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Ergonomic 3D printed Mask (COVID-19 emergency)

In this global emergency time, many designer-makers are working hard to help the community. What has emerged is that everyone must do their own part.
At this stage, valve prototypes (for compassionate care) and the design of the protective mask templates and related workflow for prototyping are being tested from home and in the Fablab.

My experiment picks up and improves some proposals available online, before showing you some pictures and the result achieved, however, I want to make some specific practical and technical observations:

1) The quality of the images for the photogrammetric reproduction procedure of the face has imperfections (quality of the point cloud computed, laying of the model not perfectly symmetrical);

2) The use of the parametric approach for the mask design from a practical point of view is not clearly immediate as direct modelling could be (as is often suggested in the tutorials proposed online;

On the basis of these two observations, I have experimented (observation n.1) at least two passages that I consider quite valid because, unlike the proposed tutorials, they make immediate use of two free software, one of which is opensource.

The first one is Meshroom – through this software and a series of selfies (therefore self-shot photos without the help of a second person as proposed by most online) I was able to reconstruct my face through the photogrammetric process as a mesh object. Through the application just mentioned, it was possible to reduce the complexity of the mesh (decimation) and the subsequent export with its texturization (the latter is not essential for the objective to be achieved).


The second software (an old and current “glory” that is part of the reverse engineering toolsets) is Meshmixer – through this mesh object manipulation software it was possible to proceed quickly to clean the mesh generated from the previous phase and refine it further to give it a smoother shape.


At this point, after importing the OBJ file into the Rhino environment, I fixed the virtual object (face) to make a tailormade protective mask (so more comfortable). I do not go into the details of the parametric modelling but is clear enough by importing a new “face”, the algorithm detects a series of lead-lines obtained from the 3D face automatically – the fundamental one consists of the nose and cheek height as well as the shape of the chin.

Fundamental for the purposes of protection (real objective) is to resort to the use of a front spot to position the TNT ffp2 / ffp3 (three plies are recommended – at least compared to the fabric that I bought online). In addition to the solutions that optimize this insertion, there is that one to provide a sort of cap, which in my experimentation has an inner position and minimum geometric dimensions obtained from the biometric characteristics of the face. These guarantees, for the same length of the Tnt cloth, to obtain a greater number of the Tnt filters (a sort of patch).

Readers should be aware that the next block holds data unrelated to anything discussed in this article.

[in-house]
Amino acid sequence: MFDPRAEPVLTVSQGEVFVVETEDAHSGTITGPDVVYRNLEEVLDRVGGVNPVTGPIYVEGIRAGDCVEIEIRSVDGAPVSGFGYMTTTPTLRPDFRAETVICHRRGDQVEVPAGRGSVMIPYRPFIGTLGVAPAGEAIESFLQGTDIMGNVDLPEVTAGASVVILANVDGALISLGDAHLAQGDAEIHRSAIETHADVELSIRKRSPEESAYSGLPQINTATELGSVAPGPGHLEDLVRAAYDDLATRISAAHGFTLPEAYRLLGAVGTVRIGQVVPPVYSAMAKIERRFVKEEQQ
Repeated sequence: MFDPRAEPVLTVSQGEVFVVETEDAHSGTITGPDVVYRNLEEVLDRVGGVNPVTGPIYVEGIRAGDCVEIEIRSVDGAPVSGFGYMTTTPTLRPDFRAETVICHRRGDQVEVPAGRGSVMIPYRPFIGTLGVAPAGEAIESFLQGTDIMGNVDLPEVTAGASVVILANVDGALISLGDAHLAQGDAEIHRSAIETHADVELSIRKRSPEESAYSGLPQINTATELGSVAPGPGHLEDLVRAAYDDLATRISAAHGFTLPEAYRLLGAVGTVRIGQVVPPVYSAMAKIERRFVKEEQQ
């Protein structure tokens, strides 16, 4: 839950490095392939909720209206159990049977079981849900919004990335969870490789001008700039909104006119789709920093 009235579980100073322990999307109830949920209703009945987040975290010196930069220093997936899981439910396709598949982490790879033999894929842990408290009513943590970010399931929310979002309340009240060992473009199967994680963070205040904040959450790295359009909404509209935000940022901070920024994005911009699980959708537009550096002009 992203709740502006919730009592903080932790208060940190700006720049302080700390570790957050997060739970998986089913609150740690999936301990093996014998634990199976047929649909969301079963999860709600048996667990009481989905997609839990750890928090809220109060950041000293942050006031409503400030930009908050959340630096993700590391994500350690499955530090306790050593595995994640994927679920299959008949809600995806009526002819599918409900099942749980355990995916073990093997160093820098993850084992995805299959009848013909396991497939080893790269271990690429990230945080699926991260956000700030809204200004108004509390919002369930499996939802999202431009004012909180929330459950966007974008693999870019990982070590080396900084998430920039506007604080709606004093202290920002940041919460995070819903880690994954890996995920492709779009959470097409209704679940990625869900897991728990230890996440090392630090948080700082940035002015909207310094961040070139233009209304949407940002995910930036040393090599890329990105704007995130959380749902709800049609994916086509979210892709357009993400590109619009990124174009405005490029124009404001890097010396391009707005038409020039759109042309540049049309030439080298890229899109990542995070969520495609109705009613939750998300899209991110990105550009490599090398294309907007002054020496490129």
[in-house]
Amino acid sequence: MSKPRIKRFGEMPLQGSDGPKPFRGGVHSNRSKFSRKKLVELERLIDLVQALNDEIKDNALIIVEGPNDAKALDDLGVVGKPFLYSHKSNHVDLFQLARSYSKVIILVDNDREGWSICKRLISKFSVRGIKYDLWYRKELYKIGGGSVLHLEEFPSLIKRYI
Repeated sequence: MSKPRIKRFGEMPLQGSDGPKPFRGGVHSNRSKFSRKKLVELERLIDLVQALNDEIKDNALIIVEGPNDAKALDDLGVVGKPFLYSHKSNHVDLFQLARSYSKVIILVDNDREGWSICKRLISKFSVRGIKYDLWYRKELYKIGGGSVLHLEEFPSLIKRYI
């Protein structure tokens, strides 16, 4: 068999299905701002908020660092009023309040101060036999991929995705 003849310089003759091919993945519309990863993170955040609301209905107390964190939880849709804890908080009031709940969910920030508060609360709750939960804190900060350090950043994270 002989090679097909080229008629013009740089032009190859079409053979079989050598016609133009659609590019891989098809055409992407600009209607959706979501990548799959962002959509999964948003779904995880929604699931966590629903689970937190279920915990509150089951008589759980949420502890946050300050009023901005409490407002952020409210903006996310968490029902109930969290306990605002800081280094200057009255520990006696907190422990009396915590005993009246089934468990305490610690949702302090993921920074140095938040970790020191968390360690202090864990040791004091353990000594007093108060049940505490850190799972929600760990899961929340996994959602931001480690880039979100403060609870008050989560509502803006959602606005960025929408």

Fixed these “sine qua non” conditions, the next consideration was to improve aesthetics, design. Unfortunately online, except for a few instances, the final products are a bit like those weird clothes that the fashion stylists show on the catwalks while others look like the respirators that we saw in the Star Wars (or the Bane’s mask in the Dark Knight).


From this moment on (observation n.2) it is pure experimentation, design and digital fabrication …


Aside from 3D printer and filaments costs, this workflow compared to those proposed online can potentially be free of charge and carried out by a single person. Obviously, for parametric and direct modelling I prefer the Rhino+Grasshopper environment, due to professional reasons, but you could easily proceed with open software such as Blender.


To be clear enough again, this was a personal homemade experiment (or rather made “from home”) is not the solution but it is certainly one of the solutions – Omnes viae Romam ducunt!

Conclusion, a tip to reduce errors and printing issues – the front filter spot on the mask, in which the Tnt ffp1 / ffp2 cloth-filter will be inserted, should have an orientation parallel to the tip nose-mouth line so as to generate a flat basis which facilitates the positioning of the object on the print bed. This tip will reduce (unless further fixing actions) the generation of the supports and the improved adhesion on the print bed. I used a 0.2 mm printed layer height and the classic PLA material (white colour).


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